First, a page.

CD Review ‘Future Pop’ – Altsounds.com March 2010

28th Mar 2010

With nine instrumentals and an average duration of six minutes, several lead instruments, complex rhythm sections and vague titles that makes you wonder what they were smoking before they made up the set list, calling your album “Future Pop” might be a bit optimistic. However, Leah Gough-Cooper and her band Human Equivalent do have their reasons to be optimistic. Ever since she started out, Gough-Cooper has been hailed as the new jazz sensation and given this album, that’s not a surprise. Entering the world of jazz college only five years ago, when she was sixteen years old, the young saxophonist has been invited to many a jazz festival and played with many a known musician. Drawing inspiration from Frank Zappa and Bjork as much as from Wayne Shorter and Michael Brecker, Gough-Cooper didn’t take the easy way, but it pays out on her band’s album debut.

Though it’s her name featuring on the album cover and Human Equivalent is definitely her band, ‘Future Pop’ is nothing like a solo album. It is, in fact, quite surprising how small a role she’s got on her own album. Opener ‘Future Pop’ sees her collaborating on an exciting piece of jazz psychedelics, with her and guitarist Serghio Jansen firing away the solo’s on the rhythmic sounds of the Rhodes piano. With the calming ‘Only a Matter of Time’ and the lounge music of ‘Leaf Blower’ in between, where pianist Alan Benzie serves as the main contributor, it’s only on ‘Hollywood Ghost Dance’ and ‘Politix Street’ that she’s the one shining out.

Luckily for her, ‘Politix Street’ is the highlight of ‘Future Pop’. ‘Hollywood Ghost Dance’ is an amazing piece of fusion – combining soundtrack, pop, jazz and experimental rock – with drummer Patrick Kunka and guitarist Jansen highlighting the lot. But it’s the nervous breakdown jazz of ‘Politix Street’, once again with Jansen and Benzie having a prominent role, that shows why Human Equivalent is Gough-Cooper’s band. Rather than being egocentric and the main musical contributor, she only plays when necessary and inspired. But rather than just releasing a collection of improvisational pieces, songs like ‘Hollywood Ghost Dance’ and ‘Politix Street’ are quite epic and so much more than the regular jazz composition. Gough-Cooper’s quality doesn’t lie in her talents as saxophonist only, it’s as a songwriter that she really stands out.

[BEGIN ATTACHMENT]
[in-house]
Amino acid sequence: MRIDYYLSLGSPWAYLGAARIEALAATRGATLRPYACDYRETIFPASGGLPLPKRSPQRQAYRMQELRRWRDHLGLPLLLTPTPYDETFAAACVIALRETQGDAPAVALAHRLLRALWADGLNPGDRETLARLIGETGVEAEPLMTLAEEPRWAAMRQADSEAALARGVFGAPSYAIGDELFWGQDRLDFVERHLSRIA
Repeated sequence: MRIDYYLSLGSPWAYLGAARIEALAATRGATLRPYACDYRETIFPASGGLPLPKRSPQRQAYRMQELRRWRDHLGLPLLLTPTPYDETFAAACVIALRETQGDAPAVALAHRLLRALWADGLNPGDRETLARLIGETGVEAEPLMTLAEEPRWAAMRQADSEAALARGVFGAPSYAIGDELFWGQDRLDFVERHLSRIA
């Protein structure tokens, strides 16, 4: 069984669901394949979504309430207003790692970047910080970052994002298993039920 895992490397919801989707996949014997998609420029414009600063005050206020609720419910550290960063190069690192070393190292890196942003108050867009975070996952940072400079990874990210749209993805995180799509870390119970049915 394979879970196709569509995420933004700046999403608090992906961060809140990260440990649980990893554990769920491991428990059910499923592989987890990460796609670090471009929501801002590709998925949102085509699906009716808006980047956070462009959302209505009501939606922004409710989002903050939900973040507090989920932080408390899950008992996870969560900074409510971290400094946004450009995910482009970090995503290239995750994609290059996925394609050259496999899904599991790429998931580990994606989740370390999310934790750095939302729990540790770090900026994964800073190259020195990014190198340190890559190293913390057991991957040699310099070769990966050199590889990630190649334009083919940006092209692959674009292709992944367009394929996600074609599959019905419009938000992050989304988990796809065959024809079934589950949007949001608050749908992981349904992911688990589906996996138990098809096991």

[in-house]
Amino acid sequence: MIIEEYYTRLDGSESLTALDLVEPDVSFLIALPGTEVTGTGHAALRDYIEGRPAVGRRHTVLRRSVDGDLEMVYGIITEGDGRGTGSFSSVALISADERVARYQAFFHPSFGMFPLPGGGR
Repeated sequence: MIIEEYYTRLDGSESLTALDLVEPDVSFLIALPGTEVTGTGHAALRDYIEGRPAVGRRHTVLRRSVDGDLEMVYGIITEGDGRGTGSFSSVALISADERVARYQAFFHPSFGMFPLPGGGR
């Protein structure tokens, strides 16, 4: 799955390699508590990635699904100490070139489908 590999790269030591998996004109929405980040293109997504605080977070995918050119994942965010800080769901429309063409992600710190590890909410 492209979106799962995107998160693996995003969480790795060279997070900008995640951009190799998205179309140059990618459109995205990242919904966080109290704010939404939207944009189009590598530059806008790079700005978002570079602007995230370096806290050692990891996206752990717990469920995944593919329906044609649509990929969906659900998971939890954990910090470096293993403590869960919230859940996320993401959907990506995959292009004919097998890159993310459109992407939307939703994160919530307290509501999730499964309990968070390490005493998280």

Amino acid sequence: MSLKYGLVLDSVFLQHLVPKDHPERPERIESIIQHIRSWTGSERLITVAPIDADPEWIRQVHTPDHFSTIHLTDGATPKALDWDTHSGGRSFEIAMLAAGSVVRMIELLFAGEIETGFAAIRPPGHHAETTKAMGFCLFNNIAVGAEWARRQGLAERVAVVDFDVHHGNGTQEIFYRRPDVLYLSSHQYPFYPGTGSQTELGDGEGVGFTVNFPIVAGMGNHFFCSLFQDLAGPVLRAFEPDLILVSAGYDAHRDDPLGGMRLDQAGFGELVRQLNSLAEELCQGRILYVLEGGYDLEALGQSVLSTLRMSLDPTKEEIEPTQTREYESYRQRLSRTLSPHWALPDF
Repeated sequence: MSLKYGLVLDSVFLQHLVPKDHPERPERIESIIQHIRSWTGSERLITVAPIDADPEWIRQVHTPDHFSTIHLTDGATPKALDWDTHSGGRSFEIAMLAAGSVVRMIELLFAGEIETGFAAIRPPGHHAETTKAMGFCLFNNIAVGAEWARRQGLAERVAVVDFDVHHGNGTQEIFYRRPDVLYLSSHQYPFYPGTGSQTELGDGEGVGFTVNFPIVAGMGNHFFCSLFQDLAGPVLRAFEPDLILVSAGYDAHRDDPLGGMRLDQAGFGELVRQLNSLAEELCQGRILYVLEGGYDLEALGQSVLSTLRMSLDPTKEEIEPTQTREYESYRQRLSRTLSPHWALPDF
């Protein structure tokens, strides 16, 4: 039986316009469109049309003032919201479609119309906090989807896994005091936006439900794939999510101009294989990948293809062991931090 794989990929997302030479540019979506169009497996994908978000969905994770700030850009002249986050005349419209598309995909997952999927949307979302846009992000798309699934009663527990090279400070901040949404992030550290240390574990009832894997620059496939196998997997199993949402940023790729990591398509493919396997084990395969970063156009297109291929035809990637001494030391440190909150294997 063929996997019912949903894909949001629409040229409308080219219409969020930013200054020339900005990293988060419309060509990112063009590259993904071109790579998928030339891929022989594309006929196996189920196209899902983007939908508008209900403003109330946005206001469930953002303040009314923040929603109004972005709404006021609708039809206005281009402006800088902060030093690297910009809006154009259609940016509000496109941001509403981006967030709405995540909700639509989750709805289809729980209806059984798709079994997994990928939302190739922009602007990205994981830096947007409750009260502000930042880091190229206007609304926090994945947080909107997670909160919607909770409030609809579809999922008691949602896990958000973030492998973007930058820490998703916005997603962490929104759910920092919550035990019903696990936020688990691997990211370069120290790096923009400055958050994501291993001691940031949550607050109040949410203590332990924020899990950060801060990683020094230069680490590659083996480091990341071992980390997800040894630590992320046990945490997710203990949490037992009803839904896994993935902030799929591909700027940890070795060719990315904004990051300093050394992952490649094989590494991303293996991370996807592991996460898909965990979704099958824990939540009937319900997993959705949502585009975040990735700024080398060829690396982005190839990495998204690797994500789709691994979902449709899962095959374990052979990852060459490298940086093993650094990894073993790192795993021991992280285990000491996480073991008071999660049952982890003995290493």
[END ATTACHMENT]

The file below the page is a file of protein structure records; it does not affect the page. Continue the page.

In a way, the album title is not as overoptimistic as it sounded at first. After all, before Elvis made the blues rock and roll, jazz was the youngsters wild musical anthem and with so much originality hidden in her songs, Gough-Cooper does give jazz an edge of excitement again. A new jazz revolution taking over the world doesn’t seem to be happening any time soon though, but in her own jazz land, it wouldn’t come as a surprise that she will be seen as an established name any day now.

– Floris Stoter – AltSounds.com March 28, 2010, 02:23 PM

CD endorsement ‘Future Pop’ – Diverse 102.8 FM

06th Mar 2010

This is amongst the best modern jazz I have heard…. I will be playing it on my Monday night programme on Diverse FM, and be recommending it to others. – Tony Catanzaro, DJ and Presenter.

CD Review ‘Future Pop’ – Pipeline Magazine, Spring 2010

06th Mar 2010

Young Scottish saxophonist Leah Gough-Cooper has come a long way since she won an international scholarship to Berklee College of Music aged just 16. Still only 20, 2009 found her releasing her second album and playing at the London Jazz Festival. Supported in Human Equivalent by guitar, bass, keys and drums, Future Pop was recorded in Brooklyn, New York. On such a self-composed set it’s good to hear the other members of such an obviously talented band featuring significantly, although of course the main feature is Leah’s athletic technique on sax. Beware, it’s so dynamic it might scramble your brain if modern jazz is not your cup of tea. – Alan Taylor.

CD Review ‘The Edge’ – Jazzwise Magazine, Issue 139, March 2010

01st Mar 2010

Patrick Kunka, ‘The Edge’, ShredAhead SA001 (three stars)
Patrick Kunka (d), Leah Gough-Cooper (as), Alan Benzie (p) and Dylan Coleman (b). Rec. Feb 2009.

It’s a bit early to be selecting a new-star album of the year, but this may well turn out to be it. Kunka, who hails from that ultra-hip jazz Mecca of Aberdeen, is a drummer and composer of outstanding promise. He and his similarly youthful Scots posse have amassed honours at Berklee and the New England Conservatory and appeared at jazz festivals in France, Switzerland and Panama in recent months. And yet they’re almost unknown here. Prophets without honour in their own homeland, one might say. Though broadly of the Tony Williams school of drumming, Kunka can also contribute to a ballad performance with taste and sensitivity, as on ‘4am’, Coleman’s bass feature here. Equally impressive is the title track, one of those spare up-tempo themes that sound hip yet are easy to play and beg for a strong solo to suit. Altoist Gough-Cooper is the winner here, a stirring discovery of Kenny Garret-like intensity and creativity. Pianist Benzie has the ethos of Hancock and Corea under his fingers and builds a sophisticated solo. Indeed there are no weak links in this astonishing young band. Read Kunka’s webpage, track down a copy of his debut album on jazzcds.co.uk and enjoy. It might be a while before they play a club near you. – Jack Massarik.


  1. MP3: Future Pop ('Future Pop')
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  2. MP3: Leaf Blower ('Future Pop')
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  3. MP3: On the Other Side
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  4. MP3: From the Ash (live at Bar East)
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